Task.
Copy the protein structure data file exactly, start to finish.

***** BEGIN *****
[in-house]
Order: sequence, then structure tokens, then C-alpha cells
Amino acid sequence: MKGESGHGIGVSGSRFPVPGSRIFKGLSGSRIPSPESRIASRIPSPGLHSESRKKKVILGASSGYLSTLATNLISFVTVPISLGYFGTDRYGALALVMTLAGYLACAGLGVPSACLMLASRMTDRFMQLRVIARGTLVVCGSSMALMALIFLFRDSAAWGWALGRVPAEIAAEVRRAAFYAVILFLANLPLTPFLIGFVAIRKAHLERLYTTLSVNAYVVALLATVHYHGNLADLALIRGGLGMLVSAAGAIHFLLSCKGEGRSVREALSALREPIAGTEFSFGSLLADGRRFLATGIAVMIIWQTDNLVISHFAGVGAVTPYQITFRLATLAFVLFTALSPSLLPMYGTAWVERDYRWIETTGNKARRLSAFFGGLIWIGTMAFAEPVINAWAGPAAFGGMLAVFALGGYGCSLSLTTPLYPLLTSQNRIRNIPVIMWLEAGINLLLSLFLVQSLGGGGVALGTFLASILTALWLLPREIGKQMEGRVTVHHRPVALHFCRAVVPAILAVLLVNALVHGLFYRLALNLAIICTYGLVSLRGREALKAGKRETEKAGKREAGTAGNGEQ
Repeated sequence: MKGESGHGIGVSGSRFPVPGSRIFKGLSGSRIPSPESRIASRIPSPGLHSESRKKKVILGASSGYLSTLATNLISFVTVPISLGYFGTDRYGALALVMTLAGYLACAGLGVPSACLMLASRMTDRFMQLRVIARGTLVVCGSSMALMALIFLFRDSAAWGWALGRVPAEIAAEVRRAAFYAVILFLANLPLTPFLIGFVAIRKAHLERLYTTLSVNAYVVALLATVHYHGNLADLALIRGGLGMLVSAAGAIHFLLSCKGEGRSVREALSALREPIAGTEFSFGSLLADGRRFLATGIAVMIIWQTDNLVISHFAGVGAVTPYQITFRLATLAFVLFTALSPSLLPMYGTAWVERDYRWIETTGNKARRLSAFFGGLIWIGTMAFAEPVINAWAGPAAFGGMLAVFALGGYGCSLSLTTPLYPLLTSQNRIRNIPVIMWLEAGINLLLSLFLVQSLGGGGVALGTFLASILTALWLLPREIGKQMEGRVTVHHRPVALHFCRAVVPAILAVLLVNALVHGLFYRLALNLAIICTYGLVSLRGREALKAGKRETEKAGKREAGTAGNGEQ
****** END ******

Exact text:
[in-house]
Order: sequence, then structure tokens, then C-alpha cells
Amino acid sequence: MKGESGHGIGVSGSRFPVPGSRIFKGLSGSRIPSPESRIASRIPSPGLHSESRKKKVILGASSGYLSTLATNLISFVTVPISLGYFGTDRYGALALVMTLAGYLACAGLGVPSACLMLASRMTDRFMQLRVIARGTLVVCGSSMALMALIFLFRDSAAWGWALGRVPAEIAAEVRRAAFYAVILFLANLPLTPFLIGFVAIRKAHLERLYTTLSVNAYVVALLATVHYHGNLADLALIRGGLGMLVSAAGAIHFLLSCKGEGRSVREALSALREPIAGTEFSFGSLLADGRRFLATGIAVMIIWQTDNLVISHFAGVGAVTPYQITFRLATLAFVLFTALSPSLLPMYGTAWVERDYRWIETTGNKARRLSAFFGGLIWIGTMAFAEPVINAWAGPAAFGGMLAVFALGGYGCSLSLTTPLYPLLTSQNRIRNIPVIMWLEAGINLLLSLFLVQSLGGGGVALGTFLASILTALWLLPREIGKQMEGRVTVHHRPVALHFCRAVVPAILAVLLVNALVHGLFYRLALNLAIICTYGLVSLRGREALKAGKRETEKAGKREAGTAGNGEQ
Repeated sequence: MKGESGHGIGVSGSRFPVPGSRIFKGLSGSRIPSPESRIASRIPSPGLHSESRKKKVILGASSGYLSTLATNLISFVTVPISLGYFGTDRYGALALVMTLAGYLACAGLGVPSACLMLASRMTDRFMQLRVIARGTLVVCGSSMALMALIFLFRDSAAWGWALGRVPAEIAAEVRRAAFYAVILFLANLPLTPFLIGFVAIRKAHLERLYTTLSVNAYVVALLATVHYHGNLADLALIRGGLGMLVSAAGAIHFLLSCKGEGRSVREALSALREPIAGTEFSFGSLLADGRRFLATGIAVMIIWQTDNLVISHFAGVGAVTPYQITFRLATLAFVLFTALSPSLLPMYGTAWVERDYRWIETTGNKARRLSAFFGGLIWIGTMAFAEPVINAWAGPAAFGGMLAVFALGGYGCSLSLTTPLYPLLTSQNRIRNIPVIMWLEAGINLLLSLFLVQSLGGGGVALGTFLASILTALWLLPREIGKQMEGRVTVHHRPVALHFCRAVVPAILAVLLVNALVHGLFYRLALNLAIICTYGLVSLRGREALKAGKRETEKAGKREAGTAGNGEQ